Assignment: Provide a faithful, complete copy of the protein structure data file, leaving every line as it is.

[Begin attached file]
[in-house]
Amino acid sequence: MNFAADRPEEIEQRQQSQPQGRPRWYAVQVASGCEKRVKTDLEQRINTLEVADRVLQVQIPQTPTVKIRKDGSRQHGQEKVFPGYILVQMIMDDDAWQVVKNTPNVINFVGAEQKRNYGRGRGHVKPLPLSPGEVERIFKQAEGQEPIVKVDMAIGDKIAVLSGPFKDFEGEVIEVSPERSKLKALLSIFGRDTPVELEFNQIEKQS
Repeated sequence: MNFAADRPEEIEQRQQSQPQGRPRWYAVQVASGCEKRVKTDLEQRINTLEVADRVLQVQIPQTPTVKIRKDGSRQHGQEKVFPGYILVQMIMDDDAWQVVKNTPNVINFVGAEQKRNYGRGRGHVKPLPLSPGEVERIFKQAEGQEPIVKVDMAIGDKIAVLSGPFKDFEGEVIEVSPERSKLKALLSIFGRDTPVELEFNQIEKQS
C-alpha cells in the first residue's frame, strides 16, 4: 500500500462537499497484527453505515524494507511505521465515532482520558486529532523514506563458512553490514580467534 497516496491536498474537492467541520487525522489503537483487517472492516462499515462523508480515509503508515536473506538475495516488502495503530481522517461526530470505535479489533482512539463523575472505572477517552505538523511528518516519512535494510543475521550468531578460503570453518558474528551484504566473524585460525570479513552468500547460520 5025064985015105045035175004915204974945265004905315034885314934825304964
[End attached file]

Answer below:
[in-house]
Amino acid sequence: MNFAADRPEEIEQRQQSQPQGRPRWYAVQVASGCEKRVKTDLEQRINTLEVADRVLQVQIPQTPTVKIRKDGSRQHGQEKVFPGYILVQMIMDDDAWQVVKNTPNVINFVGAEQKRNYGRGRGHVKPLPLSPGEVERIFKQAEGQEPIVKVDMAIGDKIAVLSGPFKDFEGEVIEVSPERSKLKALLSIFGRDTPVELEFNQIEKQS
Repeated sequence: MNFAADRPEEIEQRQQSQPQGRPRWYAVQVASGCEKRVKTDLEQRINTLEVADRVLQVQIPQTPTVKIRKDGSRQHGQEKVFPGYILVQMIMDDDAWQVVKNTPNVINFVGAEQKRNYGRGRGHVKPLPLSPGEVERIFKQAEGQEPIVKVDMAIGDKIAVLSGPFKDFEGEVIEVSPERSKLKALLSIFGRDTPVELEFNQIEKQS
C-alpha cells in the first residue's frame, strides 16, 4: 500500500462537499497484527453505515524494507511505521465515532482520558486529532523514506563458512553490514580467534 497516496491536498474537492467541520487525522489503537483487517472492516462499515462523508480515509503508515536473506538475495516488502495503530481522517461526530470505535479489533482512539463523575472505572477517552505538523511528518516519512535494510543475521550468531578460503570453518558474528551484504566473524585460525570479513552468500547460520 5025064985015105045035175004915204974945265004905315034885314934825304964